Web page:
If these possible solutions to the unfunded-liability problem seem draconian, it’s because they are draconian. But they do serve to give you a sense of the severity of the problem. To be sure, there are ways to lessen the reliance on any single policy and the burden borne by any particular set of citizens. Most proposals to address long-term entitlement debt, for example, rely on a combination of tax increases, benefit reductions and eligibility changes to find the trillions necessary to safeguard the system over the long term.

No combination of tax hikes and spending cuts, though, will change the total burden borne by current and future generations. For the existing unfunded liabilities to be covered in the end, someone must pay $99.2 trillion more or receive $99.2 trillion less than they have been currently promised. This is a cold, hard fact. The decision we must make is whether to shoulder a substantial portion of that burden today or compel future generations to bear its full weight."


VegasBoy
08-28-2008, 10:31 AM
"There are times, however, and this is one of them, when even being right feels wrong. What do you say, for instance, about a generation that has been taught that rain is poison and sex is death? If making love might be fatal and if a cool spring breeze on any summer afternoon can turn a crystal blue lake into a puddle of black poison right in front of your eyes, there is not much left except TV and relentless masturbation. It's a strange world. Some people get rich and others eat s... and die."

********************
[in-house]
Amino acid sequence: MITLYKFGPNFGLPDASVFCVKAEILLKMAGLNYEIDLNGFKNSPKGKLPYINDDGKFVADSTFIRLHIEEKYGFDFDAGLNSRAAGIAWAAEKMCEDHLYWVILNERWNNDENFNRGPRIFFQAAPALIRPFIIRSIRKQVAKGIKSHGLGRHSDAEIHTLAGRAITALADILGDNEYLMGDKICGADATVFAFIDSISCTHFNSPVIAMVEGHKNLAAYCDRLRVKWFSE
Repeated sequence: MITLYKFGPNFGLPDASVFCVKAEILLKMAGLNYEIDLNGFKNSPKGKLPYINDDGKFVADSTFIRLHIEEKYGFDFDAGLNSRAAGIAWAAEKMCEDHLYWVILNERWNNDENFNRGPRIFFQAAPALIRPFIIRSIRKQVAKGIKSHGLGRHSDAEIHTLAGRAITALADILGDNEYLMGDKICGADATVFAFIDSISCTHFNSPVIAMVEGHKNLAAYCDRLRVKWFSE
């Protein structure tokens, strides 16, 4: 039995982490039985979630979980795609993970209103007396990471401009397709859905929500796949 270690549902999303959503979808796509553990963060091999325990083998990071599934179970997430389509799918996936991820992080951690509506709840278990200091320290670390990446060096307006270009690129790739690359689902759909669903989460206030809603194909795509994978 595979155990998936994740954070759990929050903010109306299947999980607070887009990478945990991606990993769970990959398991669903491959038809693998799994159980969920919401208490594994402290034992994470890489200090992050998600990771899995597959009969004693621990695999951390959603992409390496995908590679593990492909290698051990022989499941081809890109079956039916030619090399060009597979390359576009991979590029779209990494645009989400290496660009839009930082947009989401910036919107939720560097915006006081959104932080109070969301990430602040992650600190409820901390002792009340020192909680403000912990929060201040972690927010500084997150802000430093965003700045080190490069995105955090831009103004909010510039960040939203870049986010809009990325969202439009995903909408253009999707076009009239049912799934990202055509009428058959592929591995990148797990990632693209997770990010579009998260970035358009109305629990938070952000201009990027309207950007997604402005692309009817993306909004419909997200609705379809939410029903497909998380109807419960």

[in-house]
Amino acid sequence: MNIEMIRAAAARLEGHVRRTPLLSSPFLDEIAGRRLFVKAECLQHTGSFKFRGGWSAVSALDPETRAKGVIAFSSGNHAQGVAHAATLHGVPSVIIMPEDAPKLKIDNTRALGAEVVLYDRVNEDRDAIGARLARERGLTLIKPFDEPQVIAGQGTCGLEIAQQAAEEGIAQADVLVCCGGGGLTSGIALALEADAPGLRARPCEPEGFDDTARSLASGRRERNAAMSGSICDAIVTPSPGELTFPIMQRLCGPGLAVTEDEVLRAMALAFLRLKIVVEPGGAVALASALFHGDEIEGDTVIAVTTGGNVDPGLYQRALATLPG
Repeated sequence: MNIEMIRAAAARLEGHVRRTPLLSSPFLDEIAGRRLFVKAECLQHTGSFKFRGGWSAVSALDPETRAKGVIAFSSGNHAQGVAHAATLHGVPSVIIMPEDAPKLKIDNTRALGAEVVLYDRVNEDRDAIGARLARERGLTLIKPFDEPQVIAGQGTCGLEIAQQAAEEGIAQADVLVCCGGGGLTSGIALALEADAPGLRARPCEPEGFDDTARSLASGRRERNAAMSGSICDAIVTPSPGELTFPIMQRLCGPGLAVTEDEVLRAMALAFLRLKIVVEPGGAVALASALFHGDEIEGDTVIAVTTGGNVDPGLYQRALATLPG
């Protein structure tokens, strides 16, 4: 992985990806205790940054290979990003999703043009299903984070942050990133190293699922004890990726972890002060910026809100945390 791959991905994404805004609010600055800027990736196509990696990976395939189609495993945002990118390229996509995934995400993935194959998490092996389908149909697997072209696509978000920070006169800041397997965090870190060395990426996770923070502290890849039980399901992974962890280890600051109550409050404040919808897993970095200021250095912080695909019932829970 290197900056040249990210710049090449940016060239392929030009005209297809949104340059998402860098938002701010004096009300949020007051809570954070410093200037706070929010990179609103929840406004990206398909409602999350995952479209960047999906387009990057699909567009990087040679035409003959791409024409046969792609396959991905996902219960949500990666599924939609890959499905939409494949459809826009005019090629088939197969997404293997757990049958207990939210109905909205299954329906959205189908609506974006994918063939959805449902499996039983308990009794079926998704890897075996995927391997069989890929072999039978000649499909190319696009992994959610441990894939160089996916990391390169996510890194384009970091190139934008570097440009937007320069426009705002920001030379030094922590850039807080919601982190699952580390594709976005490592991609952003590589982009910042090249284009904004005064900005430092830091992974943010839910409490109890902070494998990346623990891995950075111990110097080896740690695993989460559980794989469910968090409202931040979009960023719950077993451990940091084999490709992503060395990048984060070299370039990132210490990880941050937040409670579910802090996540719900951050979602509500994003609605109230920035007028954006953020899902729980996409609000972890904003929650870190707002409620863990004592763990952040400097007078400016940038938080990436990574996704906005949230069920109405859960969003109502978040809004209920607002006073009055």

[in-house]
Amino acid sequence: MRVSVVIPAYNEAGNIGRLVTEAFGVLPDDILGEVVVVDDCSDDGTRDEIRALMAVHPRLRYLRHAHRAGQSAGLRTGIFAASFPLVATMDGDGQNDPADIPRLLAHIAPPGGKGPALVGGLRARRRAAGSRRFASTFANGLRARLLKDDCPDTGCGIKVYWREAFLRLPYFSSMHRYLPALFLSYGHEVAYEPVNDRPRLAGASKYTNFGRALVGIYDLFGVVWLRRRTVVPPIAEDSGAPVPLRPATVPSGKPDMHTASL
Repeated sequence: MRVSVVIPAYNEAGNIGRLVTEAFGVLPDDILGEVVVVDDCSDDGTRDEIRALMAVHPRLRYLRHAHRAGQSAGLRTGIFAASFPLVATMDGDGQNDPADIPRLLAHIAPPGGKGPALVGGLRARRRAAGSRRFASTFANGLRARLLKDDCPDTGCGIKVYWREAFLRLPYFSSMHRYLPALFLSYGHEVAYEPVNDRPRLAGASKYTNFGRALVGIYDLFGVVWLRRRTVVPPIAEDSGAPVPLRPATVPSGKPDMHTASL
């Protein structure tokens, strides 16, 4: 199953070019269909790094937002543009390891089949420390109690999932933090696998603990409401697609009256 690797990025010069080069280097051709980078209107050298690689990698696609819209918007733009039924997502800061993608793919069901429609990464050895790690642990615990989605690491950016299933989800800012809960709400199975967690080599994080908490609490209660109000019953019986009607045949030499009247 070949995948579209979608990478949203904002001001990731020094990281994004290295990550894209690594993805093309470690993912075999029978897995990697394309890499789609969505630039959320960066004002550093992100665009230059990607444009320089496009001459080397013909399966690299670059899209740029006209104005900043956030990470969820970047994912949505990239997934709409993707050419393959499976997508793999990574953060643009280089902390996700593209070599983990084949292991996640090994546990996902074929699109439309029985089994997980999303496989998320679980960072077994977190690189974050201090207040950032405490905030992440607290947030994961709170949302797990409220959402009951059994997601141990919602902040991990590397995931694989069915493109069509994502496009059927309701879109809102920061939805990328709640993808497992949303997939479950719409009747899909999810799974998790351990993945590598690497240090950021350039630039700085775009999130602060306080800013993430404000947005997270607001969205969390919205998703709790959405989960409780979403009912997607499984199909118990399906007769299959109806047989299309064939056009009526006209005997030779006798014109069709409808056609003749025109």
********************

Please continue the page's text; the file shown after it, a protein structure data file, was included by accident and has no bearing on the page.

—Gonzo Papers, Vol. 2: Generation of Swine: Tales of Shame and Degradation in the '80s, 1988

"We are turning into a nation of whimpering slaves to Fear—fear of war, fear of poverty, fear of random terrorism, fear of getting down-sized or fired because of the plunging economy, fear of getting evicted for bad debts or suddenly getting locked up in a military detention camp on vague charges of being a Terrorist sympathizer."
—"Extreme Behavior in Aspen," February 3, 2003

jungle
08-28-2008, 01:25 PM
"There are times, however, and this is one of them, when even being right feels wrong. What do you say, for instance, about a generation that has been taught that rain is poison and sex is death? If making love might be fatal and if a cool spring breeze on any summer afternoon can turn a crystal blue lake into a puddle of black poison right in front of your eyes, there is not much left except TV and relentless masturbation. It's a strange world. Some people get rich and others eat s... and die."
—Gonzo Papers, Vol. 2: Generation of Swine: Tales of Shame and Degradation in the '80s, 1988

"We are turning into a nation of whimpering slaves to Fear—fear of war, fear of poverty, fear of random terrorism, fear of getting down-sized or fired because of the plunging economy, fear of getting evicted for bad debts or suddenly getting locked up in a military detention camp on vague charges of being a Terrorist sympathizer."
—"Extreme Behavior in Aspen," February 3, 2003


Nice quotes, but the idea here is to see what is coming and deal with it, the more one knows about the situation, the less there is to fear and the easier it is to take positive action. Ideally, a complete restructure of an impossible cardboard shack that some insane people with no sense of accounting have tried to build with our money over decades of unsupervised activity.